Former U.S. Rep. David Rivera funneled at least $69,000 in secret campaign cash to a ringer candidate in the 2012 congressional election, according to the Federal Election Commission — which wants the Republican ex-congressman to pay $486,000 in civil penalties.
The FEC sued Rivera in Miami federal court Friday, seeking the penalties over the unreported money Rivera and Ana Alliegro, a GOP political consultant, used five years ago to prop up straw candidate Justin Lamar Sternad against Joe Garcia in the Democratic primary. Garcia ultimately defeated Rivera in the 2012 general election.
“Rivera’s scheme involved concealing in-kind contributions by paying vendors mostly in cash to produce and distribute materials for Sternad’s campaign,” FEC attorney Sana Chaudhry wrote in the civil complaint against Rivera.
“Sternad’s disclosure reports failed to disclose the true source of the contributions, instead falsely stating that the contributions were loans from Sternad’s personal funds. Rivera took several measures to conceal his involvement and the source of the contributions.”
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Sternad and Alliegro, whom Rivera used as his go-between, wound up with federal criminal convictions in the notorious illegal campaign-finance case. Rivera, however, has managed to avoid all criminal charges. The statute of limitations on criminal charges expires next month.
The FEC’s civil case, in the works since April 2013 but delayed until now, is the latest indication that Miami federal prosecutors, led by Assistant U.S. Attorney Thomas Mulvihill, don’t intend to criminally charge Rivera — even though U.S. District Judge Robert Scola took the extraordinary step of forcing Mulvihill to name Rivera as the target of his investigation back in 2014.
The FEC lawsuit was first reported by Politico Florida. The illicit campaign-finance scheme was revealed in 2012 by the Miami Herald.
Rivera, who has repeatedly denied any wrongdoing — or that he’s being investigated at all — could not be reached for comment Monday. His cellphone recording says he’s out of the country.
Rivera is now a 2018 candidate for Florida House District 105. Last year, he narrowly lost another state House bid.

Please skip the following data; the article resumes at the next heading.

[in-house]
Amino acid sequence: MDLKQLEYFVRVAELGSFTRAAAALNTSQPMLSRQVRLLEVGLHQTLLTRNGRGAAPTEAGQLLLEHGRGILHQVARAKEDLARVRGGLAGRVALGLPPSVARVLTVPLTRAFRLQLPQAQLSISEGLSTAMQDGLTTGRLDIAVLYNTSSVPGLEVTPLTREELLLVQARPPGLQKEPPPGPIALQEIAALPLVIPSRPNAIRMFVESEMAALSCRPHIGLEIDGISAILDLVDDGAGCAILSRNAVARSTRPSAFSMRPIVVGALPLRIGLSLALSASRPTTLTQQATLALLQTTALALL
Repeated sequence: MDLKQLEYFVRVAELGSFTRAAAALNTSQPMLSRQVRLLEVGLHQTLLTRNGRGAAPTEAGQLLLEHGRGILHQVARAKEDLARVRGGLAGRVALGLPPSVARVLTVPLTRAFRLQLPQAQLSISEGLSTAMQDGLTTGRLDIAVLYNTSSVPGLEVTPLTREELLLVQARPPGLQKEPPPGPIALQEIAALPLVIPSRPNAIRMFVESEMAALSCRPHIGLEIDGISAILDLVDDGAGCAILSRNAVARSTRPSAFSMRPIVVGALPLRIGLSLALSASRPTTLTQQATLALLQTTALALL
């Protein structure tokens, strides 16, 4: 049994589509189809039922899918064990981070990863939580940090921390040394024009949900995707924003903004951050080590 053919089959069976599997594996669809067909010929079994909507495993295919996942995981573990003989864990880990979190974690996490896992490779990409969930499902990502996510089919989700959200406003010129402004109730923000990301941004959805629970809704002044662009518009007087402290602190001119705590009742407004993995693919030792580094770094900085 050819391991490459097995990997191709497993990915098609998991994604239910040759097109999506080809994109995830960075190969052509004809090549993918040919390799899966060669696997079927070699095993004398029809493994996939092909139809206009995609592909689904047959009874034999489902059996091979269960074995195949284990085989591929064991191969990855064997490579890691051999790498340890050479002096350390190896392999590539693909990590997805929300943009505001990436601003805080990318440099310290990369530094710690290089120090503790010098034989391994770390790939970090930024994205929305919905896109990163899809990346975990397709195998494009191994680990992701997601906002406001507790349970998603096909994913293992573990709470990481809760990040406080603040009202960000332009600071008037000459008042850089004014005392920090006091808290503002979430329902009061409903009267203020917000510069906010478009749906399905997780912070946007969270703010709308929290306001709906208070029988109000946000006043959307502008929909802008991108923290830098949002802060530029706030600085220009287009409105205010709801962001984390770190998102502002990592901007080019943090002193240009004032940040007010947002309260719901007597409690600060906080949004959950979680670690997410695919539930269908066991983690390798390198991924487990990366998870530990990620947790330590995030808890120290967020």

The U.S. attorney’s office did not immediately respond to a request for comment Monday.
According to the FEC, Rivera denied breaking the law through an attorney in September 2013. Last April, following the conclusion of its investigation, FEC investigators notified Rivera that they planned to recommend the commission find probable cause against Rivera. He did not respond, the complaint says.
The Washington-based commission voted 5-0 on June 1 and notified Rivera the next day. Unable to reach a deal with the former congressman, the FEC sued Friday. Rivera is charged with breaking a portion of the Federal Election Campaign Act that prohibits making political donations in someone else’s name.
Though the complaint says Rivera helped Sternad get $69,426 in campaign funds, it also notes that after pleading guilty, Sternad filed amended finance reports that disclosed $81,438 in money from “unknown contributors.”
Rivera arranged for cash to be sent to Sternad, his campaign committee and campaign vendors, the FEC found. On six different occasions in July and August of 2012, Rivera paid nearly $70,000 for graphic design, printing, mailers and “rapid mail” services for the Sternad campaign, according to Chaudhry — often cutting checks or delivering bundles of cash to vendors through Alliegro or a courier, Sunshine State Messenger Service.
On one occasion Rivera personally delivered a check, for $13,824.85, to Expert Printing. The check was cut from an account by the Florida Action Network, a nonprofit Rivera had co-founded only months earlier. The check was signed by Ivette Pinto, a Rivera aide.
“Rivera worked with the vendors, separately and with Alliegro, to design and distribute materials for the Sternad campaign,” Chaudhry wrote. “Rivera attempted to conceal his involvement in the scheme to provide undisclosed funds to the vendors. In one instance, Expert Printing put Rivera’s name on an invoice for services it provided to the Sternad Committee. In response, Rivera insisted that the vendor not use his name on the invoices.”
Sternad pleaded guilty in 2013 to violating federal election laws and was sentenced to 30 days in prison and three months’ house arrest. Alliegro, who fled to Nicaragua with Rivera’s help but was eventually arrested, pleaded guilty in 2014 and was sentenced to one year, split between prison and house arrest, for conspiring to finance Sternad’s candidacy with a person identified in court documents only as “Co-Conspirator A.” Judge Scola forced prosecutor Mulvihill to name Rivera as the co-conspirator twice in open court.
Last year, Rivera disclosed his net worth had grown to more than $1.5 million. He lists himself as a business consultant, though he’s repeatedly declined to detail which industries or businesses he works for. He loaned himself $50,000 to run for the state House in 2016, and has already loaned himself $250,000 for the 2018 race against fellow Republican Ana Maria Rodriguez, a Doral councilwoman.
Last year, a Tallahassee appeals court upheld a $57,821.96 Florida Commission on Ethics fine against Rivera over improperly disclosed income and double-billed travel expenses, but Florida House Speaker Richard Corcoran, who is empowered to fine former state lawmakers, has yet to impose it.
Local Republicans seemed wary of getting close to Rivera in the throes of the criminal investigation involving Sternad and Alliegro, but they appear to have gotten over that sentiment. Last month, he had the prominent role of introducing longtime friend and White House Senior Counselor Kellyanne Conway at the Miami-Dade Republican Party’s annual Lincoln Day fundraiser.